These concerns are being echoed by Dr. Jenny Taylor, founder of the religious literacy group called Lapido Media. She says: "The grounds on which Tablighi Jamaat is trying to set-up here in Britain are anti-British and anti-Western. This is not just going to be a mosque. This is going to be a center of training, where they are going to try to reach out to Islamist Muslims to harden up and 'medievalize' the Islam of ordinary Muslims in this country. And I meet so many Muslims who do not want that."
Indeed, Asghar Bukhari, a spokesperson for the UK branch of the Muslim Public Affairs Committee, has been quoted by the RT news channel as saying: "Muslims themselves oppose this mosque. Not on the grounds that they do not want to worship their God, but on the grounds that women are not allowed, the local population, the Muslim population, has no say in how the mosque itself is governed."
Tablighi Jamaat first submitted plans for the mosque in 1999 amid intense opposition from local citizens; the original plans called for the mosque to hold 70,000 worshippers. In 2001, the group agreed that worship at the ramshackle site, an old chemical factory which currently houses several pre-fabricated buildings, would be on a temporary basis only. Although the temporary planning permission expired in 2006, the group continued to use the site. In 2010, Newham town council tried to shut down the existing temporary facility by serving an enforcement notice on the owners. But in 2011 Tablighi Jamaat won an appeal and a two-year extension for use of the site. Today more than 5,000 people worship there every Friday.
Originally, the town council had wanted a "mixed use" of the site with homes, shops and business units. But plans for the construction of retail units and 300 apartments were scrapped after the Muslim community said they did not want their donations going to a commercial venture.
As the revised master-plan currently stands, the mosque will form the centerpiece of the project. At 30,000 square meters (323,000 square feet), it will include a prayer hall for 7,500 men, a separate prayer facility on an upper level for 1,900 women, and an additional dining hall for 2,000. According to the architects, Tablighi Jamaat has been particularly adamant that the mosque include towering minarets, which will change the skyline in East London.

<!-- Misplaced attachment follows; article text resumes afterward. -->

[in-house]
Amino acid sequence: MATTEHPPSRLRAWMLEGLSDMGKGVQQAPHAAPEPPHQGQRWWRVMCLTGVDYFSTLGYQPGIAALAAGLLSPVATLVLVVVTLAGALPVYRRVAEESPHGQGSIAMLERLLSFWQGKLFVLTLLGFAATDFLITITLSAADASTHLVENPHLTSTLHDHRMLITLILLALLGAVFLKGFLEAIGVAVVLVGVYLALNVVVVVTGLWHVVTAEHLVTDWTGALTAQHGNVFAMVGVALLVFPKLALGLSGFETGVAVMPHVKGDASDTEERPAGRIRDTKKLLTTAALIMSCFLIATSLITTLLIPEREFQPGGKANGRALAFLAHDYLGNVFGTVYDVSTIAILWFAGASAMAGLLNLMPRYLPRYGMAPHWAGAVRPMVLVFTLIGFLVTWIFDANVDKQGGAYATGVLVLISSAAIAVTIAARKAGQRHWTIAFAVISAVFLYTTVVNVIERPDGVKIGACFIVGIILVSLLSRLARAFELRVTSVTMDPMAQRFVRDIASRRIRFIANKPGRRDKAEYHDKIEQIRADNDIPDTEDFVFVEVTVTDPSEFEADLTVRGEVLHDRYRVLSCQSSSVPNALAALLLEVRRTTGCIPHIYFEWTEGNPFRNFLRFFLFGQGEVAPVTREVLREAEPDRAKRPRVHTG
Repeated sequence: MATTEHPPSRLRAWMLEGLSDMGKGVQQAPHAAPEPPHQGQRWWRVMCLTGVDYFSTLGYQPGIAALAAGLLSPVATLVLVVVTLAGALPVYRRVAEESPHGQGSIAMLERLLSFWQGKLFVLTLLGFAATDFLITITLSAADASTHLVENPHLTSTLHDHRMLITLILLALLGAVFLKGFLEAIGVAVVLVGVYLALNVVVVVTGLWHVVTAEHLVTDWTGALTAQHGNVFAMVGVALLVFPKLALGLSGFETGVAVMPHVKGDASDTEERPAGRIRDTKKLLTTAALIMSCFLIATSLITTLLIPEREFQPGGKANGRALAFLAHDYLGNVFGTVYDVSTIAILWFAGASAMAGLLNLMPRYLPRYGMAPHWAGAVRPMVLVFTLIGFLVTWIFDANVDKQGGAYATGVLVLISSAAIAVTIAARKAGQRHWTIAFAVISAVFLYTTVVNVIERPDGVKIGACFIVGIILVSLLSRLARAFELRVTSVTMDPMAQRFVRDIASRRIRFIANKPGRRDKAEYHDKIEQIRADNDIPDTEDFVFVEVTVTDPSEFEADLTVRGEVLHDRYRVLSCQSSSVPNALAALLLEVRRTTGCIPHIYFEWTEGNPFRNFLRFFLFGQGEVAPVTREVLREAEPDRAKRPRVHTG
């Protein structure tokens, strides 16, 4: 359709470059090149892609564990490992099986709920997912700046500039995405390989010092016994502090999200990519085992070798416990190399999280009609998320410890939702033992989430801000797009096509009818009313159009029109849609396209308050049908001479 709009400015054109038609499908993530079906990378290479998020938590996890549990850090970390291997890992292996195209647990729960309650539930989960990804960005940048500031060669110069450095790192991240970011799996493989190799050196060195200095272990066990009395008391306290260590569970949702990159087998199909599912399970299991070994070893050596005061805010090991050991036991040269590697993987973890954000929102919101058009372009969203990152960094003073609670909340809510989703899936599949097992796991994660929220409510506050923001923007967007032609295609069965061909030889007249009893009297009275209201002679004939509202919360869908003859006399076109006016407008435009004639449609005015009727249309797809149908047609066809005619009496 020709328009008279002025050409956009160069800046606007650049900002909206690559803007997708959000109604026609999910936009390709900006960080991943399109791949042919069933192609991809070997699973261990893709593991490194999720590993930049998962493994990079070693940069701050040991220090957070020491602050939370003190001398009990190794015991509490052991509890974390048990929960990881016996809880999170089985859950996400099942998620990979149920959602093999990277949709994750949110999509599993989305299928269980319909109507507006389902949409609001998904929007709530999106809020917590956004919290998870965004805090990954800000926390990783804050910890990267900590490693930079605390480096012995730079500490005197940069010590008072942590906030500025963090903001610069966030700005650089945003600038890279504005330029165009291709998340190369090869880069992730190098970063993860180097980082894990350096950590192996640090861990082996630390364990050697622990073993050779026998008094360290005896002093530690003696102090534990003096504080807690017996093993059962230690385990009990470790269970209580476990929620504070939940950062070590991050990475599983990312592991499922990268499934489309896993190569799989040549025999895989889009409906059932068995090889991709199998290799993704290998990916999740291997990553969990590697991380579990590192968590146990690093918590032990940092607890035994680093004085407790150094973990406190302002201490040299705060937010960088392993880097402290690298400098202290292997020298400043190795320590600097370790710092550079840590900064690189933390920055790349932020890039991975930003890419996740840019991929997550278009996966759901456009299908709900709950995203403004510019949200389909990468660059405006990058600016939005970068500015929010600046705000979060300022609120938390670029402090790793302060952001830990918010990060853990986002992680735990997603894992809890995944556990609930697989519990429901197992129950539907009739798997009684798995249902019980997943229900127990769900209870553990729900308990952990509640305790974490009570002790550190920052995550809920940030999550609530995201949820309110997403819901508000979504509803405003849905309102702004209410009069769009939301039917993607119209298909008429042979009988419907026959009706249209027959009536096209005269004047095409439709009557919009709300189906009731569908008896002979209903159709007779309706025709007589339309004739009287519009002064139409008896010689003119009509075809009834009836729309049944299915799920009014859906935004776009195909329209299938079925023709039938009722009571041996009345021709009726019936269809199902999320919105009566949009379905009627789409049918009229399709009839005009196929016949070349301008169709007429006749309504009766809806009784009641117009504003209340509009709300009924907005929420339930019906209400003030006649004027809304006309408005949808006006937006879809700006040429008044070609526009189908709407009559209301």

Craig says the current mosque plans would further displace the non-Muslim community in East London and he believes that Tablighi Jamaat's real aim is to establish a global base for its proselytizing operations. Says Craig: "Either way, it will be the first custom-built Sharia-controlled zone in Britain."
In an irony that says much about the sad state of British multiculturalism, just a mile from where the mosque is due to go up, the Kingsway International Christian Centre, the biggest evangelical church in Europe with 12,000 worshippers on a Sunday, was demolished in 2007 on orders of the City of London to make way for the Olympic stadium. Five years later, the British government has still not given the church permission to build a new worship center on a new site.
Newham Council, which received the proposal from Tablighi on September 5, 2012, will decide whether it will grant planning permission for the mega-mosque this December. (See here to peruse public comments on the application.)
According to Craig, "If this went ahead it would be like a tipping point, there will be no stopping fundamentalist Islam. If that happens, well we'd all need to leave the county."
Soeren Kern is a Senior Fellow at the New York-based Gatestone Institute. He is also Senior Fellow for European Politics at the Madrid-based Grupo de Estudios Estratégicos / Strategic Studies Group. Follow him on Facebook.